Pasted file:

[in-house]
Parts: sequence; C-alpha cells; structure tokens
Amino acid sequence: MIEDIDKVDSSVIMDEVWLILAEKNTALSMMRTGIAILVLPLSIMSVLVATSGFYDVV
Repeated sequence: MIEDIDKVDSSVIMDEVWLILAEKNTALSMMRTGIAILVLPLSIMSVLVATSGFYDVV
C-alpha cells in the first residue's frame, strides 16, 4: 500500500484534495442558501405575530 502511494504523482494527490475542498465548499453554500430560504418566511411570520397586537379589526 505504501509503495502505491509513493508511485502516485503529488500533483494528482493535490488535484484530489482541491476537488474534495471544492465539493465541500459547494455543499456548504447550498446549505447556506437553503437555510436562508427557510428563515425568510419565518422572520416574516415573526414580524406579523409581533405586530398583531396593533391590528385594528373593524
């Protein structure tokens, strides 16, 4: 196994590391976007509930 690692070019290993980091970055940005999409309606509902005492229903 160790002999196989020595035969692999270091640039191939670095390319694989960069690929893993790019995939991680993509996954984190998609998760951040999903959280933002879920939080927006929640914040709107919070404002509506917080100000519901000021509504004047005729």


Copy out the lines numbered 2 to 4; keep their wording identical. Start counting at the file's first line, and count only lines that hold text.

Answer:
Parts: sequence; C-alpha cells; structure tokens
Amino acid sequence: MIEDIDKVDSSVIMDEVWLILAEKNTALSMMRTGIAILVLPLSIMSVLVATSGFYDVV
Repeated sequence: MIEDIDKVDSSVIMDEVWLILAEKNTALSMMRTGIAILVLPLSIMSVLVATSGFYDVV